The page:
Our study demonstrated that the increase of HbA1c was relative to the increase of hospital complications regardless of the pathology associated to the patient. It is known that the deleterious effects of hyperglycemia affect the immunity and healing, increase of oxidative stress, endothelial dysfunction, increase of pro-inflammatory and pro-thrombotic factors, increase of the mithogenesis, hydroeletrolytic alterations and potential exacerbation of myocardial and cerebral isquemia, thus providing the increase of these complications [8-12].

Our evidence relating glycemic control with decrease of complications corroborates some studies such as that of Funary e col, which attended patients hospitalized for heart surgery for a long time and concluded that it is important to keep the postoperative in all DM patients submitted to heart surgery, because in this manner they attained a 77% reduction of a deep infection in the sternum scar.

In this context, studies demonstrated that the patient with DM evinced an absolute risk  8% greater than any type of infection or complications when compared to the general population and the level of hospitalization for diagnosis of infectious disease  ‘and  twice greater, different form of study which was almost  4 time greater in patients with DM and a higher HbA1c9.10.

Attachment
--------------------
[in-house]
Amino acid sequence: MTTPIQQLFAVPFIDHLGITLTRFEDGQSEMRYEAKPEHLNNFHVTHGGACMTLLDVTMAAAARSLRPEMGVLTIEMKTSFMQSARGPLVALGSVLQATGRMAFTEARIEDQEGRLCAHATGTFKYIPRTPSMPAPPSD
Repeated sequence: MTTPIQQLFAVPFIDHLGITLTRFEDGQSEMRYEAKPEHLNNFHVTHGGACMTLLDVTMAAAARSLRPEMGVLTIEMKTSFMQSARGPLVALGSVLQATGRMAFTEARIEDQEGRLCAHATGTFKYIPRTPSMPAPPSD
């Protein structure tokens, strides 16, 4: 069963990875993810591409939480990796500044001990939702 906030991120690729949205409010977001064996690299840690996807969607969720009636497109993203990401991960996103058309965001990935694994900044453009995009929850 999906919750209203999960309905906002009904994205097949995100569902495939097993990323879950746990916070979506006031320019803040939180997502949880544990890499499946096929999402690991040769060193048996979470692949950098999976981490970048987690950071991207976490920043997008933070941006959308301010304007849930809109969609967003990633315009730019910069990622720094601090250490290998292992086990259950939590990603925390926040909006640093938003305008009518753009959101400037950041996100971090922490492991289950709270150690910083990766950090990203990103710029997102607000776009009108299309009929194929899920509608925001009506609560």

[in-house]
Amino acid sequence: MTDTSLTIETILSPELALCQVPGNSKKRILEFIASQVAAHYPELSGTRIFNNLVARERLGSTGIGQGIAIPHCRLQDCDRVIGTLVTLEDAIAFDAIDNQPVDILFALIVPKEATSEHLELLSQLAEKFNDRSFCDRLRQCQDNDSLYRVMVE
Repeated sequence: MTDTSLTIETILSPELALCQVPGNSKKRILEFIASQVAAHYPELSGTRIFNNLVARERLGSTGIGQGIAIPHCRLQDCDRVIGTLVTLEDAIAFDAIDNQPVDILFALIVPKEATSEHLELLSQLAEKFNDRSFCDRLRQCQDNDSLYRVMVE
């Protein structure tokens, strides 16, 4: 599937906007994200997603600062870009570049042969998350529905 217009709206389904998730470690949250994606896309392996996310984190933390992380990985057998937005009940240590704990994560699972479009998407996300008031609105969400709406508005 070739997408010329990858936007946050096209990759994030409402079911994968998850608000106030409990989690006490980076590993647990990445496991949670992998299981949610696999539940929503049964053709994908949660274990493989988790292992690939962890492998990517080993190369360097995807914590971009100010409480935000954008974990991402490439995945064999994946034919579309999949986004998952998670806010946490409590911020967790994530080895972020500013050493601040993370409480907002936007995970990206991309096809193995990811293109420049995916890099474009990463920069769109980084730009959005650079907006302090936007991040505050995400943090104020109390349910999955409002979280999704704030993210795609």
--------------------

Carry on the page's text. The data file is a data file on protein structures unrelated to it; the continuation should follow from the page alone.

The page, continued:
However, even so, there are few reports in the literature comparing the control of HbA1c with the need of hospitalization or not, as well as the clinical evolution of the patients with or without hyperglycemia.      

Some studies in critical patients evince that aggressive glycemic control can decrease mortality, multiple organ failure, systemic infections, time in the hospital, in addition to hospitalization costs [4,5]. Now the NICE-SUGAR [13], characterized as an important multicenter, multinational, controlled and randomized study tested the effect of rigorous glycemic control, being that mortality was significantly greater in the intensive treatment group. The exact reason for the increase of mortality remains unknown. In the meantime, still in regards to the establishment of a glycemic objective in the infirmary, there is controversy and scarcity of studies, as well as in the utilization of HbA1c as a prognosis marker for these patients.

The Diabetes Control and Complications Trial (DCCT) and United Kingdom Prospective Diabetes Study (UKPDS), determined the utilization of the HbA1c as a laboratory parameter in the control of DM [14,15]. A study by Umpierrez et al. [1] regarding the algorithm of patients with DM at hospital discharge, evaluated that the verification of HbA1c is beneficent in the adaptation of of the treatment regimes at the time of discharge. Now in our study, the HbA1c evinced a significant importance in relation with regard to the patients who needed hospitalization, demonstrating that it can also be used as an independent prognosis tool of the pathology of the patient.